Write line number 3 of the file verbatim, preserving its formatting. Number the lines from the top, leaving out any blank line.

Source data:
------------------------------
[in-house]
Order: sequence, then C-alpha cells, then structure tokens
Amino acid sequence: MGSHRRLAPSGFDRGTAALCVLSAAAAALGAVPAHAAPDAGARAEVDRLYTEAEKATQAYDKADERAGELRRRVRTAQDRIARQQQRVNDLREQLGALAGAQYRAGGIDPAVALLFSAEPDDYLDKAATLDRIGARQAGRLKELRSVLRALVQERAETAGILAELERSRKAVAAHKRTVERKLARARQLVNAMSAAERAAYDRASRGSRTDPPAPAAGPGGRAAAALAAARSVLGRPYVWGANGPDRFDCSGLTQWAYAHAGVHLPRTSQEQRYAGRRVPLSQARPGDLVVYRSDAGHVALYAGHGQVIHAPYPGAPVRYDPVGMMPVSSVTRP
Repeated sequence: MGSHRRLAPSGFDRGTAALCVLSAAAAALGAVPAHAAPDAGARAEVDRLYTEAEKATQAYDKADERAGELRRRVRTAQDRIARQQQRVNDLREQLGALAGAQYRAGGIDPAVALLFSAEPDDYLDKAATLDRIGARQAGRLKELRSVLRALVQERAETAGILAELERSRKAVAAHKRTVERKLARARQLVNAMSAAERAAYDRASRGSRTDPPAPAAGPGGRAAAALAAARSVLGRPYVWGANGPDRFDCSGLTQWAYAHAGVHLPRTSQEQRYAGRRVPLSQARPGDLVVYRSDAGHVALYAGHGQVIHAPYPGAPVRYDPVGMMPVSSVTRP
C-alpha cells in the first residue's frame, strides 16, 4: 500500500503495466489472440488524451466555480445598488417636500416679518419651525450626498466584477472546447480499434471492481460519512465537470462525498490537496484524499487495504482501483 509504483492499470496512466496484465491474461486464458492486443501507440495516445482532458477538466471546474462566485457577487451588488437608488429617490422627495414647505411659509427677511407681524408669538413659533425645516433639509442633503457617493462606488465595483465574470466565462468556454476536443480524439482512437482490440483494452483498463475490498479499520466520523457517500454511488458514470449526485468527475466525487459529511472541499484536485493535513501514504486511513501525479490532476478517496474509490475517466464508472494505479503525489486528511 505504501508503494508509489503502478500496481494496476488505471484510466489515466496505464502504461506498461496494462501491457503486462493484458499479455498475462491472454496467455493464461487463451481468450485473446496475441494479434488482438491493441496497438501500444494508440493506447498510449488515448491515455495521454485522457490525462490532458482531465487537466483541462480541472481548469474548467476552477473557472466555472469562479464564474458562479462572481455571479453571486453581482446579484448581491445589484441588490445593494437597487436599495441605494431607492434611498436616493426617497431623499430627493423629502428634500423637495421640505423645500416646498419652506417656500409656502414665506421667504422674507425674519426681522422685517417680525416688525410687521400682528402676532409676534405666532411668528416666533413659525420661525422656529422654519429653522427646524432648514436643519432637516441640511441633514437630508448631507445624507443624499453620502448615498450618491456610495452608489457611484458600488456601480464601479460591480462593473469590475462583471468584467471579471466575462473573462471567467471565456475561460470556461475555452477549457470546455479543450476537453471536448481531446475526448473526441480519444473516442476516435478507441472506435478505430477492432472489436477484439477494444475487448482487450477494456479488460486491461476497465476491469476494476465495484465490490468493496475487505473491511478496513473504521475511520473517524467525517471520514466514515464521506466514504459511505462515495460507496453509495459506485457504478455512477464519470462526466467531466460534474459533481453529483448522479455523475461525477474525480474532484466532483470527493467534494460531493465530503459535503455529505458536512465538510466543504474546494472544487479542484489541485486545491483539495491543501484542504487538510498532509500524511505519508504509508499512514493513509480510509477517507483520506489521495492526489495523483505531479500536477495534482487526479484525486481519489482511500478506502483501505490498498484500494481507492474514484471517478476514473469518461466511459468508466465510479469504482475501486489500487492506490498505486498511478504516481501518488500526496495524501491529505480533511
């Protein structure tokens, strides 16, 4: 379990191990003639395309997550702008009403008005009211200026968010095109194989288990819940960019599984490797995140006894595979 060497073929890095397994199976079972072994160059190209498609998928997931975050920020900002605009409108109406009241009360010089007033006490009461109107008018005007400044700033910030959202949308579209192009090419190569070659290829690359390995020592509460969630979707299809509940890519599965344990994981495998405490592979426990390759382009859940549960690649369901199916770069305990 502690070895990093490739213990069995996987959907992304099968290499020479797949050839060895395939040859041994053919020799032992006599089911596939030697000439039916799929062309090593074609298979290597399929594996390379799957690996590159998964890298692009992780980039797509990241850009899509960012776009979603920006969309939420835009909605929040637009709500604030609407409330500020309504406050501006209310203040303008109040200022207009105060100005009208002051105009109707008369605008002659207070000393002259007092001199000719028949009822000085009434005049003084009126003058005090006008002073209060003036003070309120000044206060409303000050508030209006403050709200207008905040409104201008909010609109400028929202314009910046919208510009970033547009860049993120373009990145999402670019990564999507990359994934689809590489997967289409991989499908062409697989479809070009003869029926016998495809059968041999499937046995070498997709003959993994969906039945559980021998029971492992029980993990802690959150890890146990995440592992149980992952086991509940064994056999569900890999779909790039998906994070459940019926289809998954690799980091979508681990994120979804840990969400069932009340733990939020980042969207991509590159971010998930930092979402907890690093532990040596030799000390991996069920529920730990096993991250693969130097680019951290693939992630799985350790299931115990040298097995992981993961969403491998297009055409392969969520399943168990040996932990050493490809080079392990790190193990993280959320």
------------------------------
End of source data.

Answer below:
Amino acid sequence: MGSHRRLAPSGFDRGTAALCVLSAAAAALGAVPAHAAPDAGARAEVDRLYTEAEKATQAYDKADERAGELRRRVRTAQDRIARQQQRVNDLREQLGALAGAQYRAGGIDPAVALLFSAEPDDYLDKAATLDRIGARQAGRLKELRSVLRALVQERAETAGILAELERSRKAVAAHKRTVERKLARARQLVNAMSAAERAAYDRASRGSRTDPPAPAAGPGGRAAAALAAARSVLGRPYVWGANGPDRFDCSGLTQWAYAHAGVHLPRTSQEQRYAGRRVPLSQARPGDLVVYRSDAGHVALYAGHGQVIHAPYPGAPVRYDPVGMMPVSSVTRP